By Rosie Spinks
City on a Hill Press Reporter
Vandana Shiva commanded the attention of a large audience of students, environmentalists and activists as she returned to UC Santa Cruz last Friday to speak about her work and new book, “Soil Not Oil.”
The lecture marked the beginning of the Education for Sustainable Living Program’s (ESLP) spring speaker series, a student-run course that will be offered through College Eight during spring quarter.
Shiva, an environmental and social activist from India, is the founder of the Research Foundation for Science, Technology and Ecology, which promotes research through participatory action that engages local communities.
She first gained notoriety during the 1970s through her work in the Chipko movement, in which women in the Himalayan region of India resisted the destruction of the forest by hugging trees.
“Women were defending the forest but also defending their rights,” she said. “The primary gifts of the forest are water, soil and pure air.”
Shiva’s long career of activism has been centered on issues of sustainable agriculture and ecofeminism. She has rallied against the use of genetically engineered crops, the patenting of natural life forms such as seeds, and the growing of monoculture cash crops that result in the loss of biodiversity.
Shiva’s message fits in with the broad goal of community and activism that ESLP’s organizers seek to promote, said Katie Landeros, a fourth-year environmental studies major and ESLP facilitator.
“She makes connections between local community activism and the greater food systems,” Landeros said. “One of our action research teams is focused on GMOs, so it fits perfectly with their vision and mission.”
Shiva has worked in India for the rights of farmers who cannot make a living from their land because of industrial farming and corporations, such as biotech giant Monsanto. Shiva promotes the re-emergence of small-scale, local and organic food as the way to feed communities and face the climate crisis.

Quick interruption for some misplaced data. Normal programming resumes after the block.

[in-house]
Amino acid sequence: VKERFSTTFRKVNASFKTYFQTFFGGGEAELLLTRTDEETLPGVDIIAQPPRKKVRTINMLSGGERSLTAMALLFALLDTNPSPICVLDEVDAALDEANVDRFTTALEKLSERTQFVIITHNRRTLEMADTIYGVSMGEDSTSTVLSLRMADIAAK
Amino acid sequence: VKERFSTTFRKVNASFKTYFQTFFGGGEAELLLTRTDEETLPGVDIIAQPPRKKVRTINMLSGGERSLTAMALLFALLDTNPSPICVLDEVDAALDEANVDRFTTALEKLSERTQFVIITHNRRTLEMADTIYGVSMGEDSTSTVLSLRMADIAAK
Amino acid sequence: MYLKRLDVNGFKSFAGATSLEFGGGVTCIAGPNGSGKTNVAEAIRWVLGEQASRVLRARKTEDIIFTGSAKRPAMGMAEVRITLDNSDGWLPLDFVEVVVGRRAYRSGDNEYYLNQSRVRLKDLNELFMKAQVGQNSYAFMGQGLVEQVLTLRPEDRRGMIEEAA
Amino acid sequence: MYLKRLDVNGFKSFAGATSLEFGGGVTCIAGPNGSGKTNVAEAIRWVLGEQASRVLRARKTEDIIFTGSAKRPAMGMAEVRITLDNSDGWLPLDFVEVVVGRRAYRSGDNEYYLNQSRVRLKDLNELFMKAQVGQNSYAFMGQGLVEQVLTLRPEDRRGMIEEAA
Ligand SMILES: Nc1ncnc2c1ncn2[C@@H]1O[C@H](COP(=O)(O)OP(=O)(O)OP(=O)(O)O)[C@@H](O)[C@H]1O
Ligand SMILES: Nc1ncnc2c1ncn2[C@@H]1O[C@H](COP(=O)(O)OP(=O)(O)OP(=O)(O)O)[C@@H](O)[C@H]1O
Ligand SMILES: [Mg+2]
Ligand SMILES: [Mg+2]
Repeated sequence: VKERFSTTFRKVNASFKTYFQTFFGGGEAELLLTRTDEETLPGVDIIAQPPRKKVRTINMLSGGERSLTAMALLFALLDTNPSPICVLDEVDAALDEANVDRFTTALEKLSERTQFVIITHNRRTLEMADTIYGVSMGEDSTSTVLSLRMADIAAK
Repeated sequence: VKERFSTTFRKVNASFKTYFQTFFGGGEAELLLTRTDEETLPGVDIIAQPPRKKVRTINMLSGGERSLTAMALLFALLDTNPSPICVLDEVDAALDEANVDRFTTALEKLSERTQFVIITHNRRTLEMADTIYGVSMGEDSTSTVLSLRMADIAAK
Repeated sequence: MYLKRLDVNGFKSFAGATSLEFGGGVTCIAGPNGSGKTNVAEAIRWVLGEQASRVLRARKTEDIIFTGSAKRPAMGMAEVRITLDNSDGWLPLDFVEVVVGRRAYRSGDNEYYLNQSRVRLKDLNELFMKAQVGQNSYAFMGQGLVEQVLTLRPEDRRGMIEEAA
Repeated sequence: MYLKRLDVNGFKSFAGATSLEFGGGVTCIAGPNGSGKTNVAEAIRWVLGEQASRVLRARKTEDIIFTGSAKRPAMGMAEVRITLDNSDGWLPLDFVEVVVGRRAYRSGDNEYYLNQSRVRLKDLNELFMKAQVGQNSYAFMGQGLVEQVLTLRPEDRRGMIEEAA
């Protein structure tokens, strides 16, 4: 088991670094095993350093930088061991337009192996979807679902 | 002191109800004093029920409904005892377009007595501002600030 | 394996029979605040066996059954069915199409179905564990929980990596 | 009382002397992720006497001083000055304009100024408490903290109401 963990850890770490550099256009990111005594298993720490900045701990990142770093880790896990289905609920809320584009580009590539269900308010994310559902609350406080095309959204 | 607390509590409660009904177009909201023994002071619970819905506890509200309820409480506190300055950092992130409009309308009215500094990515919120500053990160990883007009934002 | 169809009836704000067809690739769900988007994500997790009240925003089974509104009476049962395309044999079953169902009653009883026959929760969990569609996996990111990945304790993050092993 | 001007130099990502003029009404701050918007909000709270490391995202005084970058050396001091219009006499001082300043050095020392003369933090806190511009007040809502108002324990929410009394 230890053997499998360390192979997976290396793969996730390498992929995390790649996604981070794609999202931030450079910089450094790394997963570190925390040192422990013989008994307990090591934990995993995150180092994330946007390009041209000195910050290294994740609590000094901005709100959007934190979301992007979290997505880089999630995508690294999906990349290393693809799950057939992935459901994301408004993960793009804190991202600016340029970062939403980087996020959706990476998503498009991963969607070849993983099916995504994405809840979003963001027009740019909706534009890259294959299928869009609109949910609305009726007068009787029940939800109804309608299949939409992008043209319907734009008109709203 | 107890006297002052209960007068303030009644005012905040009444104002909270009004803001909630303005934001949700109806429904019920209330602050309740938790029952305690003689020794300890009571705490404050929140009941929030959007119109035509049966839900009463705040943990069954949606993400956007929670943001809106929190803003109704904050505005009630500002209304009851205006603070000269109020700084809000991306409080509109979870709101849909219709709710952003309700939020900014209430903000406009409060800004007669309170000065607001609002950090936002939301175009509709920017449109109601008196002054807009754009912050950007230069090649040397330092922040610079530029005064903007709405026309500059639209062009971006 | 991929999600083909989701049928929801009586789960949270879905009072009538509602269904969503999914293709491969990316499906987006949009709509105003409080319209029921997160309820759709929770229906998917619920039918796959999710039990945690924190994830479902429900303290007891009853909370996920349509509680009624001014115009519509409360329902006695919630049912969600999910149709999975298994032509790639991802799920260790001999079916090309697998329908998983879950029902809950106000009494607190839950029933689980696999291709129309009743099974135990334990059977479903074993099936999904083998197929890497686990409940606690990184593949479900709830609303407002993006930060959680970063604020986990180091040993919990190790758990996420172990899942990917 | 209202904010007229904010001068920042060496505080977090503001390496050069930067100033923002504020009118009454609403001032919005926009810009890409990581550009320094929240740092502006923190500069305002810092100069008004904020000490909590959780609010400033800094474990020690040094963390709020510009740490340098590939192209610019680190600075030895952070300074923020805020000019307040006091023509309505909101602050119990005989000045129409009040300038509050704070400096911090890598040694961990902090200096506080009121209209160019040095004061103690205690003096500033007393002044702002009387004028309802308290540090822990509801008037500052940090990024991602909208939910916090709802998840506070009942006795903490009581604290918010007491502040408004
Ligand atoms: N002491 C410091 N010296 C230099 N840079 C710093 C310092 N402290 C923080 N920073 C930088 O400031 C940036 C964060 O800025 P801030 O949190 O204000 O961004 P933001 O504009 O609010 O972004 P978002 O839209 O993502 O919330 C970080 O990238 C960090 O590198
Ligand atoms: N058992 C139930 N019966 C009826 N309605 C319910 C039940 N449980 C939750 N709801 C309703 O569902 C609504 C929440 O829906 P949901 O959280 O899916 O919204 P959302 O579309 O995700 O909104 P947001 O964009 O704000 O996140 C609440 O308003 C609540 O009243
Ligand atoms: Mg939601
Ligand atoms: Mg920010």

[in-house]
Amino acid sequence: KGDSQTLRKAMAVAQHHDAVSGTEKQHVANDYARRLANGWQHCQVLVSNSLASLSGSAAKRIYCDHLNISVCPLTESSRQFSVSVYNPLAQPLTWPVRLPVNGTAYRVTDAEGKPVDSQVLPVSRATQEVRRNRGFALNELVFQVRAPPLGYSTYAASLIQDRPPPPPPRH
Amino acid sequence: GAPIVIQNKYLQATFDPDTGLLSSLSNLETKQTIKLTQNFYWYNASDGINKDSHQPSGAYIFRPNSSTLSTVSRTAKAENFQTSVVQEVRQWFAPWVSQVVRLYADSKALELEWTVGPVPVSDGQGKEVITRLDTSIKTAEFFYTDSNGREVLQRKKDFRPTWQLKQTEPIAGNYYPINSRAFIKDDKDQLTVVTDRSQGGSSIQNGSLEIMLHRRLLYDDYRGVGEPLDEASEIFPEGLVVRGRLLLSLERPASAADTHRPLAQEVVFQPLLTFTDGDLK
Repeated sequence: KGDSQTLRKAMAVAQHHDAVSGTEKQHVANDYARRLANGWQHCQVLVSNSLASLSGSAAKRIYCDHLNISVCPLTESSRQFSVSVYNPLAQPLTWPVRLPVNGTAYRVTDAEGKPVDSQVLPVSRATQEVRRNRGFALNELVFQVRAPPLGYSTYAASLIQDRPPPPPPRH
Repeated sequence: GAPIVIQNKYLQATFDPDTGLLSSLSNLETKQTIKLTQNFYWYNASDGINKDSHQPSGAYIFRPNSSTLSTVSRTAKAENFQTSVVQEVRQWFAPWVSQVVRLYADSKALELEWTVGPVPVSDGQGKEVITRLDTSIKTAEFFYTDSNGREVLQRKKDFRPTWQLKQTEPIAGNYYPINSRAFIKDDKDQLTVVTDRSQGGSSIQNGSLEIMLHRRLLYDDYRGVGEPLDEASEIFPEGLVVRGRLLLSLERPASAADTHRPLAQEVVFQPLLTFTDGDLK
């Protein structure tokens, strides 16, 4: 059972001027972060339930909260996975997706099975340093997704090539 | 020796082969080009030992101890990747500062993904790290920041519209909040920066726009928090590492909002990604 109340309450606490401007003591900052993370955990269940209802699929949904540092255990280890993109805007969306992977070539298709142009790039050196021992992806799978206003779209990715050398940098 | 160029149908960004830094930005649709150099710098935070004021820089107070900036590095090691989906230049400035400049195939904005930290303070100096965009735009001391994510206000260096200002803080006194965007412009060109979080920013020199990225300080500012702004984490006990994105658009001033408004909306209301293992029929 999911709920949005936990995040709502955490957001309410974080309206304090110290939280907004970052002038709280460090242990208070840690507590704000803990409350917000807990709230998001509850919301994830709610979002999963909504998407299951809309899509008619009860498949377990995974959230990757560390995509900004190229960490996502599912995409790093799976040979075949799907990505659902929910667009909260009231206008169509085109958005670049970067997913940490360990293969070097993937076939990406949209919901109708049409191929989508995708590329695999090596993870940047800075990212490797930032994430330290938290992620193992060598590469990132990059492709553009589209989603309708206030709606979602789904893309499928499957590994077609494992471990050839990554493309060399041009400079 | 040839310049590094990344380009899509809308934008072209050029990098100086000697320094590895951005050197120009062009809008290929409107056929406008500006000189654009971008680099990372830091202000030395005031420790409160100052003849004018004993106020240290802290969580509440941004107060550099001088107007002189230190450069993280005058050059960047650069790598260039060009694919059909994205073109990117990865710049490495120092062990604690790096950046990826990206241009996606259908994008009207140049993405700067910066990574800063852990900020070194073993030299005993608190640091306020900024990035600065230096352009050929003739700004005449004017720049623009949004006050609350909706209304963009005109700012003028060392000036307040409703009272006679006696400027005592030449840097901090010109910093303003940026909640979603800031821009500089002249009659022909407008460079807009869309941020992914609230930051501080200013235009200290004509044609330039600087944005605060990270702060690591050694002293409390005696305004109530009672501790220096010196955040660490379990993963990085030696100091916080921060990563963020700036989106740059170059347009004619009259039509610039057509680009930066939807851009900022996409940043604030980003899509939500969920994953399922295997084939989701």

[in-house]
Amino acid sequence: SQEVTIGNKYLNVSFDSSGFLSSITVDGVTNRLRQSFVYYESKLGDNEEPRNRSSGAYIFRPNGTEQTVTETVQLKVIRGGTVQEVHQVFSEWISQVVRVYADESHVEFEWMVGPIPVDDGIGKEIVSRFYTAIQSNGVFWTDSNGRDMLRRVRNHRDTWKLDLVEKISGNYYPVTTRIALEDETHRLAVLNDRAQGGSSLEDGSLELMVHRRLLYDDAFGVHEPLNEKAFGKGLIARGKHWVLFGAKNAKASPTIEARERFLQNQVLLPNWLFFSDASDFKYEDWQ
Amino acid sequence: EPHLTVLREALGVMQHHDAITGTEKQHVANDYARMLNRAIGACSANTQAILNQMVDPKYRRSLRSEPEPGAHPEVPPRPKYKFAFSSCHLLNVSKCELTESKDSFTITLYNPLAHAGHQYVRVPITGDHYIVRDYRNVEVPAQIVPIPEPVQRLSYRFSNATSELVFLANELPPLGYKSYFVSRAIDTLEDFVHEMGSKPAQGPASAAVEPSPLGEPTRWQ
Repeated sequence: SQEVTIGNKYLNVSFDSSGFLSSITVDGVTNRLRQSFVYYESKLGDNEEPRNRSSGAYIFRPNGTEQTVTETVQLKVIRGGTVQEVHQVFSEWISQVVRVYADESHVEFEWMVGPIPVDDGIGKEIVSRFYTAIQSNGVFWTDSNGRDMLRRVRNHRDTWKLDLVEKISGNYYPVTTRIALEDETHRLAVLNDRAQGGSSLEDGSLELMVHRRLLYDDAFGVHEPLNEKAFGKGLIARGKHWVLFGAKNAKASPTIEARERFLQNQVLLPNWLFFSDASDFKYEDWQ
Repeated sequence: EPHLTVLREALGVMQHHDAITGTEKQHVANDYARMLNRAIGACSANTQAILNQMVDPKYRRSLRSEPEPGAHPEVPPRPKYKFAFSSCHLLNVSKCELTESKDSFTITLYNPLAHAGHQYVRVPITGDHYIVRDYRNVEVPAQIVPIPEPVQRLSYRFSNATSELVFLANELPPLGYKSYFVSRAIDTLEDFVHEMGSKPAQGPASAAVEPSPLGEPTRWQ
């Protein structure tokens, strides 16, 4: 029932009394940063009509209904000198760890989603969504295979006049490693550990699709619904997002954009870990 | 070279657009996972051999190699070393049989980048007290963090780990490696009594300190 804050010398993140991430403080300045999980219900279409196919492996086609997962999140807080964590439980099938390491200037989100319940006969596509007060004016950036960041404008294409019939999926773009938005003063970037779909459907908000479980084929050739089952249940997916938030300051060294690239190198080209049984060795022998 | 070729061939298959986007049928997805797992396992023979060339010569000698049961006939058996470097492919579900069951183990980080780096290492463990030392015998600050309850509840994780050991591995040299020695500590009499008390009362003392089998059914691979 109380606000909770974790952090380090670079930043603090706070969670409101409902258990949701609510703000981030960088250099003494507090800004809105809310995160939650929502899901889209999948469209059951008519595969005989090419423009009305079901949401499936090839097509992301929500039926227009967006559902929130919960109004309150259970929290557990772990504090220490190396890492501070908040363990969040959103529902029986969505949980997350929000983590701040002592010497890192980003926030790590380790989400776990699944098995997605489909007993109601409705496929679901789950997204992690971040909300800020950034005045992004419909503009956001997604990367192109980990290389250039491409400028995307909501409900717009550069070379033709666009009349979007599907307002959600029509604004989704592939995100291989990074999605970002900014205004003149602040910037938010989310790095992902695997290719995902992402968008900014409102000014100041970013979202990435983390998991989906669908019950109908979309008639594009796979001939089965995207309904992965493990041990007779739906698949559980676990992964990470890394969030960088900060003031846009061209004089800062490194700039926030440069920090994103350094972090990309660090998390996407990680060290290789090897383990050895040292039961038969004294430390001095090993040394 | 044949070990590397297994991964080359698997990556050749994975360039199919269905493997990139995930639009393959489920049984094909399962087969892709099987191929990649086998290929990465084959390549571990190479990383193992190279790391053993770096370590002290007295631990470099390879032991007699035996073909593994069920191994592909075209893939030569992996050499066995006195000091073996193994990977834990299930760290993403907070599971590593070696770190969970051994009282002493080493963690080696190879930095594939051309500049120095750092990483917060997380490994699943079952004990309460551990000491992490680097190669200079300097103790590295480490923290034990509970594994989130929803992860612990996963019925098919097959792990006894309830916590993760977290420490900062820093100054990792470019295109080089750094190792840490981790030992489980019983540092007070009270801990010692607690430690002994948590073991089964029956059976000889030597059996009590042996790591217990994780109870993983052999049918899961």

“The nonviability of farming is part of the industrial and agribusiness model,” Shiva said. “If there’s one thing that shouldn’t be unviable it’s agriculture — it’s primary production.”
Since the late 1990s, in what Shiva refers to as the “decade of seed monopoly,” 200,000 Indian farmers have committed suicide because of their inability to pay the tremendous debt they owe from using corporate seeds. Not only are these seeds massively expensive to obtain, they also offer no sustenance to the farmer because they are cash crops grown for export. Shiva has successfully put this tragic phenomenon on the national agenda in India.
“Ninety percent of the farmer’s suicides were from drinking pesticides,” Shiva said. “Globalization has ended up looking like genocide for some people.”
Shiva discussed the current global financial crisis and its connections to globalization’s destruction of the natural world.
“We’ve forgotten that the real economy is nature’s economy,” Shiva said. “Mr. Obama needs to realize that the real stimulus package needed is the stimulus for local, organic economies.”
Max Harrison, a second-year environmental studies major, said that Shiva’s message inspired him to keep working toward a more just, sustainable world.
“She inspired me with the way she connected so many things that previously seemed unconnected,” Harrison said. “She made me realize that when I am working for the cause of local and organic food I am working for the rest of the world.”
When asked by a member of the audience if she maintained any sense of hope about the direction of the world, Shiva said she remains optimistic.
“We should not panic because so many crises are happening,” she said. “We should celebrate because it is such a wake-up call that we cannot sleepwalk our way through it.”
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